At OpenPlans, we’ve hired two new Project/Product managers within the last month. I couldn’t be happier with the hires, and they are already doing great work. Jeff Maki is handling our work with public transit agencies (like the OpenTripPlanner and our shiny new real-time bus tracking project with MTA, building on the fabulous OneBusAway package). Frank Hebbert will be handing our work on participatory planning, including our new project with NYC DOT.
Jeff and Frank are both pros at what they do — Jeff has been managing big consumer-facing tech projects (including his recent work on the FreshDirect iPhone app), and Frank has a deep background in GIS & planning (he comes to us by way of our friends at RPA), and a proven record organizing communities around planning issues.
So as they’re both getting started, I’ve been thinking about what to give them as background reading, to get ramped up into our work environment. In the end, I’ve decided to keep it simple, and go with two books that have really made an impact on me, and that give a good sense of our perspective as an organization:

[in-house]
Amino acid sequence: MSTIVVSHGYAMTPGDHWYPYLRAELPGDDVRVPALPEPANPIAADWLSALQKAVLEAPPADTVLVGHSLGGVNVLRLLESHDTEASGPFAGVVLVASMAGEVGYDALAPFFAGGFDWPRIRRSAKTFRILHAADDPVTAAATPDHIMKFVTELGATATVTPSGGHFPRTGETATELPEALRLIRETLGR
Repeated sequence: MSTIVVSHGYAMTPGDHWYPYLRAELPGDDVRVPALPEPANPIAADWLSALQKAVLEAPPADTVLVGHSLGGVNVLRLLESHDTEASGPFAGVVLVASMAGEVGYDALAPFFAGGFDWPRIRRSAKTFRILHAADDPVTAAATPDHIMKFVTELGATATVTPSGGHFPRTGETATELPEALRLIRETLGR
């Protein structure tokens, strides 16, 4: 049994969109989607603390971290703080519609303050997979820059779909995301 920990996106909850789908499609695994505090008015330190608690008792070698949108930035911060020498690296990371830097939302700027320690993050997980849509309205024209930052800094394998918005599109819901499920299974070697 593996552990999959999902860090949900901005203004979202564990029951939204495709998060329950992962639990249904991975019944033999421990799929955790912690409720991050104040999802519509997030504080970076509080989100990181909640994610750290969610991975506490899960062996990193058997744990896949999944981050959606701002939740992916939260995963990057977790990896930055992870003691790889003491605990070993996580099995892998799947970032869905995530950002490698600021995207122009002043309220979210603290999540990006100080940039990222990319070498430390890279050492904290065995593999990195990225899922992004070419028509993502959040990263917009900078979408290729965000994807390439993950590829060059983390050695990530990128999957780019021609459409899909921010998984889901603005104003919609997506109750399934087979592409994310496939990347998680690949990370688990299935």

Getting Real, by 37Signals. This book is like the bible to me — I’ve been a 37Signals fan for a long time, and this book really helped me form my attitude towards project and product management.
Producing Open Source Software, by Karl Fogel. We are not just a product or service company, but also an “open” company. With that comes many confusing and complicated situations — even seemingly straightforward questions like “how do we promote ourselves on our product sites” are different when you’re an open company. Karl’s book is a great primer on the social dynamics of open source community management. We’ve also been fortunate enough to be hosting Karl in our office (while he works for O’Reilly Media on Code for America and Civic Commons) for the past few months, and frequently find ourselves tapping him on the shoulder for some sage advice.
So that’s it — all the reading you need to do if you want to come work on our team. And if you’re interested, you should also go read Traffic. And The Four Steps to the Epiphany.